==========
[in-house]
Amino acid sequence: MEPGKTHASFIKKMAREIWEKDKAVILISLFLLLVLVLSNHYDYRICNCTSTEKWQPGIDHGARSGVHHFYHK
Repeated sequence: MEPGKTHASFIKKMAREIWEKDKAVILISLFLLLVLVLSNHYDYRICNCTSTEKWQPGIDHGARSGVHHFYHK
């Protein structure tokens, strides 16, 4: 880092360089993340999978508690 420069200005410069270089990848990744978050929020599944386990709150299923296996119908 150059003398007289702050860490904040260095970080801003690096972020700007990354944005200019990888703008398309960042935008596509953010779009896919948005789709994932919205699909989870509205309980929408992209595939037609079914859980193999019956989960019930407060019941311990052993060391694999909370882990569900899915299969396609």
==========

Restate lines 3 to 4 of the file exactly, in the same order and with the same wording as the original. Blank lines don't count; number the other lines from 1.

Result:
Repeated sequence: MEPGKTHASFIKKMAREIWEKDKAVILISLFLLLVLVLSNHYDYRICNCTSTEKWQPGIDHGARSGVHHFYHK
């Protein structure tokens, strides 16, 4: 880092360089993340999978508690 420069200005410069270089990848990744978050929020599944386990709150299923296996119908 150059003398007289702050860490904040260095970080801003690096972020700007990354944005200019990888703008398309960042935008596509953010779009896919948005789709994932919205699909989870509205309980929408992209595939037609079914859980193999019956989960019930407060019941311990052993060391694999909370882990569900899915299969396609």